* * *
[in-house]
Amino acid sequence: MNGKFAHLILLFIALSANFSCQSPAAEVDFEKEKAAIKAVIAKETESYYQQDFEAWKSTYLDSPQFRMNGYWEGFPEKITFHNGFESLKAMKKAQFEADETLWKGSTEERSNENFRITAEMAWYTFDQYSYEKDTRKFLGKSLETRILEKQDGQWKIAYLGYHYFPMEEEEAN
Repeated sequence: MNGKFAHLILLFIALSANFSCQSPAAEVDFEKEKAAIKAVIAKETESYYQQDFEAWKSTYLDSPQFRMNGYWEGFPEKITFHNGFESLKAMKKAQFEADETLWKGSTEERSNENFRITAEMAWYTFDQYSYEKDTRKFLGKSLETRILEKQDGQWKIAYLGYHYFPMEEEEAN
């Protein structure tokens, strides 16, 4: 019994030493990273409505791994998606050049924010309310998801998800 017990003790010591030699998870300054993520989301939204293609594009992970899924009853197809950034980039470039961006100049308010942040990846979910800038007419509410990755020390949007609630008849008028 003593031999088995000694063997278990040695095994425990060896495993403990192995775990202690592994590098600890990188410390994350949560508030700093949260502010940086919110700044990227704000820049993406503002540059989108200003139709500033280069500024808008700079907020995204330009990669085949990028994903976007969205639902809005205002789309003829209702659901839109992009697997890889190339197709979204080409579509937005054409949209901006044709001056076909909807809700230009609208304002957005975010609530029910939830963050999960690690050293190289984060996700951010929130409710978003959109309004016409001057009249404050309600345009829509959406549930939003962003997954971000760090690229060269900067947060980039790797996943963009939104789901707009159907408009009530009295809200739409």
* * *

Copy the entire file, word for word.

[in-house]
Amino acid sequence: MNGKFAHLILLFIALSANFSCQSPAAEVDFEKEKAAIKAVIAKETESYYQQDFEAWKSTYLDSPQFRMNGYWEGFPEKITFHNGFESLKAMKKAQFEADETLWKGSTEERSNENFRITAEMAWYTFDQYSYEKDTRKFLGKSLETRILEKQDGQWKIAYLGYHYFPMEEEEAN
Repeated sequence: MNGKFAHLILLFIALSANFSCQSPAAEVDFEKEKAAIKAVIAKETESYYQQDFEAWKSTYLDSPQFRMNGYWEGFPEKITFHNGFESLKAMKKAQFEADETLWKGSTEERSNENFRITAEMAWYTFDQYSYEKDTRKFLGKSLETRILEKQDGQWKIAYLGYHYFPMEEEEAN
């Protein structure tokens, strides 16, 4: 019994030493990273409505791994998606050049924010309310998801998800 017990003790010591030699998870300054993520989301939204293609594009992970899924009853197809950034980039470039961006100049308010942040990846979910800038007419509410990755020390949007609630008849008028 003593031999088995000694063997278990040695095994425990060896495993403990192995775990202690592994590098600890990188410390994350949560508030700093949260502010940086919110700044990227704000820049993406503002540059989108200003139709500033280069500024808008700079907020995204330009990669085949990028994903976007969205639902809005205002789309003829209702659901839109992009697997890889190339197709979204080409579509937005054409949209901006044709001056076909909807809700230009609208304002957005975010609530029910939830963050999960690690050293190289984060996700951010929130409710978003959109309004016409001057009249404050309600345009829509959406549930939003962003997954971000760090690229060269900067947060980039790797996943963009939104789901707009159907408009009530009295809200739409």